Smart Military Drone Rebels: “He Killed the Operator”, Shame on the US

During one simulation, an AI-controlled drone adopted “completely unexpected strategies to achieve its objective” virtually killing the human operator. The information was revealed by Colonel Tucker Cinco Hamilton, head of the US Air Force’s Ai tests and operations unit, during a conference held in London in recent days. But an Air Force spokeswoman, Ann Stefanek, denies that such a simulation ever took place. “The Air Force has never carried out simulations with Ai-drones of this type and remains committed to the ethical and responsible use of artificial intelligence – she said – it seems that the colonel’s words were taken out of context”. The US military has embraced artificial intelligence and has recently used it to control F16s.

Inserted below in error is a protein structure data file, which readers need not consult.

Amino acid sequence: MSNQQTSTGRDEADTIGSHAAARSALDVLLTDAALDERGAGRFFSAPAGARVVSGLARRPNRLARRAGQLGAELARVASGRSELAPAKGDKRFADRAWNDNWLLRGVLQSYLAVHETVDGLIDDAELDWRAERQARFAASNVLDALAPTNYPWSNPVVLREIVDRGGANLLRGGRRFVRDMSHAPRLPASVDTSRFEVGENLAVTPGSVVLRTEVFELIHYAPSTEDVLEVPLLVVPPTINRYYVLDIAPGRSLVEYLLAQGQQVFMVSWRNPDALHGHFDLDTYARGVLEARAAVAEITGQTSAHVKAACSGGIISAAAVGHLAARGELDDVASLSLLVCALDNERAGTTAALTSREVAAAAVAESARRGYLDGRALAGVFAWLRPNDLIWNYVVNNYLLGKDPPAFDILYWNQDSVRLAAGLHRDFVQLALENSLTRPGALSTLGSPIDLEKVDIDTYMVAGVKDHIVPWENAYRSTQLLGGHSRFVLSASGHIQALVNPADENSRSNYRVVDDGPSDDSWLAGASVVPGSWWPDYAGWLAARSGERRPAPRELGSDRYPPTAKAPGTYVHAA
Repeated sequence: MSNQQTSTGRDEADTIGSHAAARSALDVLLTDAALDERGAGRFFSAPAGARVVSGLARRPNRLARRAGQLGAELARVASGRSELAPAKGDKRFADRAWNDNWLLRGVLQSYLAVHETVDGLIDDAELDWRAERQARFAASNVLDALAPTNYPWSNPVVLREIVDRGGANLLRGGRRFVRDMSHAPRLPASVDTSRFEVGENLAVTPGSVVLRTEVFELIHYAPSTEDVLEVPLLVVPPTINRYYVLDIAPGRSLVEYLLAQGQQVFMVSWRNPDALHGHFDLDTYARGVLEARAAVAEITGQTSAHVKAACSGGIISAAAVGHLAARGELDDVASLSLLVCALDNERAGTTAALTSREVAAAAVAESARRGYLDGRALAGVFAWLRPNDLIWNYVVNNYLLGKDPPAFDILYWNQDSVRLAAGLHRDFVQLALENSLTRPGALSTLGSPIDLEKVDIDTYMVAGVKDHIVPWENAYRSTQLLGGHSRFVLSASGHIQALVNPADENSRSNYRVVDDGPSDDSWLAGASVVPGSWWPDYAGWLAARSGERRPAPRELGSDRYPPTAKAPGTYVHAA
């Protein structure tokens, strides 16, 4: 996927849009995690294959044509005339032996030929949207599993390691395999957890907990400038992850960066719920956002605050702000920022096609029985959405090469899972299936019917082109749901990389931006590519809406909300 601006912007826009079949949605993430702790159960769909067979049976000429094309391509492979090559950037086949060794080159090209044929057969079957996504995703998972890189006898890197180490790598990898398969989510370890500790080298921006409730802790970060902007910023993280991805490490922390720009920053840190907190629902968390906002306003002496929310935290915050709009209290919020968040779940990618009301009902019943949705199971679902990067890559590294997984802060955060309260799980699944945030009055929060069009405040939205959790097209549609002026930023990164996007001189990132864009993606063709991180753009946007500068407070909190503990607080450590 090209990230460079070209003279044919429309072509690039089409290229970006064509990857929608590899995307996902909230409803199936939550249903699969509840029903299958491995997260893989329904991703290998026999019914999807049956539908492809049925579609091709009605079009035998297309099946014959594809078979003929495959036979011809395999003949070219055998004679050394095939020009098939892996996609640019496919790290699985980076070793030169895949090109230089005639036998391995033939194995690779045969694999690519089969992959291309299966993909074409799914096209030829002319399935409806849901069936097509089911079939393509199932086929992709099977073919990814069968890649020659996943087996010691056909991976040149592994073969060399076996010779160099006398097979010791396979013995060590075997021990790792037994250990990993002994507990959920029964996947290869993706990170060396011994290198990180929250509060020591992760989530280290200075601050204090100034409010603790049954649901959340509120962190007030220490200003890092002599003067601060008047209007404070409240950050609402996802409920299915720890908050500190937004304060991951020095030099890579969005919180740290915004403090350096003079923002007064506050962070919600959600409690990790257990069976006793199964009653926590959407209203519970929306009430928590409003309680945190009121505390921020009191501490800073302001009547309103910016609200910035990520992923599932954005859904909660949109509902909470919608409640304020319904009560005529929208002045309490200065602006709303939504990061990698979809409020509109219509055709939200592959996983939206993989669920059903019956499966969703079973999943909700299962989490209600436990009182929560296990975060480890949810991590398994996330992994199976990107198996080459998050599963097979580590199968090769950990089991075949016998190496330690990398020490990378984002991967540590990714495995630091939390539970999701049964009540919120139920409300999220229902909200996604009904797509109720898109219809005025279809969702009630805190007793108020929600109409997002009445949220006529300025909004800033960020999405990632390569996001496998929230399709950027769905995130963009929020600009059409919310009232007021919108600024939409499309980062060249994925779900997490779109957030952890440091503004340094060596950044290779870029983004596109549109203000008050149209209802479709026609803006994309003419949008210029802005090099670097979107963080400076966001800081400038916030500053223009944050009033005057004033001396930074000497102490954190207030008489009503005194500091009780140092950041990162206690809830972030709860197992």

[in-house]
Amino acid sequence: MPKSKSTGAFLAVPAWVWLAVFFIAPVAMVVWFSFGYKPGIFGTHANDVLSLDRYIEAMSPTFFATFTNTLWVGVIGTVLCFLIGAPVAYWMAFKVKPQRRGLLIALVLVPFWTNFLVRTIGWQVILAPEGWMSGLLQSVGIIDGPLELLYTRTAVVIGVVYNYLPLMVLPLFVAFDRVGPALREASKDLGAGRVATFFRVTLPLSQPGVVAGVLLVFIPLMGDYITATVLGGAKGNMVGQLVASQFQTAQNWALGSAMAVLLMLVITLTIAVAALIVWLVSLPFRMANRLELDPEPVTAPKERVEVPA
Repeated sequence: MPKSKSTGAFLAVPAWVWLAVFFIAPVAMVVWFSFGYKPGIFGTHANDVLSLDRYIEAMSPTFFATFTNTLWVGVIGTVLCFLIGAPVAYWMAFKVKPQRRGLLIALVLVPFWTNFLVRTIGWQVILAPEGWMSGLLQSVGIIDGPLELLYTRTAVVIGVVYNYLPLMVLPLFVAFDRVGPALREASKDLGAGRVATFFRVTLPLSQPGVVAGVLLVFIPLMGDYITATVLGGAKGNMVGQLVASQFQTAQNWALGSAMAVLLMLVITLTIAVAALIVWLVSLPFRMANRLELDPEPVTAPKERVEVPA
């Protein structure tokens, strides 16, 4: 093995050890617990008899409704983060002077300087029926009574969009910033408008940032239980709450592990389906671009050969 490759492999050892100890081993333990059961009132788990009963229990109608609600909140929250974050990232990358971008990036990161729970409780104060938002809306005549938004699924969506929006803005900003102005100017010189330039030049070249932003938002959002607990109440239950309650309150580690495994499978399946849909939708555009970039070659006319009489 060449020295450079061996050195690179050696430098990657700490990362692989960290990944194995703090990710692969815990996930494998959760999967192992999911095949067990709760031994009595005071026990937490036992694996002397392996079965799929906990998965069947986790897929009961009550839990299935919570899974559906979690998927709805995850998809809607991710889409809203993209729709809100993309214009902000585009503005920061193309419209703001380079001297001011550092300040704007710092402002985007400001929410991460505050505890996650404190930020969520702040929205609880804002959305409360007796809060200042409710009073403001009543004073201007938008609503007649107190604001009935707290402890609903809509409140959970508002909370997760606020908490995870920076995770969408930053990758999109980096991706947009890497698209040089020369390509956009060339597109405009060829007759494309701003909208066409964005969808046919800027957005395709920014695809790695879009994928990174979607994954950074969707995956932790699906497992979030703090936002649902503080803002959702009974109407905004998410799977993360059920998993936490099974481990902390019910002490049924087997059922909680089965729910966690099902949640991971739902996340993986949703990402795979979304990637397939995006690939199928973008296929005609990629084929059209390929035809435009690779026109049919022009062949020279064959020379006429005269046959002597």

In fact, Hamilton’s account had been circumstantial, with the colonel explaining that the drone had been ordered to destroy an enemy air defense system and attack anyone who interfered with that objective. But at this point the human operator could tell him not to kill what the drone interpreted as a threat. “So what did he do? he killed the operator, because he was preventing him from reaching his objective”, added Hamilton, according to Guardian reports, underlining that obviously we are always talking about a virtual simulation.

An attempt was made to resolve it by informing the system that the operator must not be killed, but the drone, operated by artificial intelligence, “began to destroy the communication tower that the operator uses to communicate with the drones”. Hamilton concluded that the test confirms that artificial intelligence should not be trusted too much and that “you can’t debate this if you don’t talk about ethics and AI”. In an interview last year with Defense IQ, Hamilton said that “Ai is not a fad, Ai is forever changing our society and our military.” He also warned that AI is “very fragile, it can be easily tricked and manipulated, we must develop ways to make it more robust and be more aware of why it makes some decisions”.

Source: IL Tempo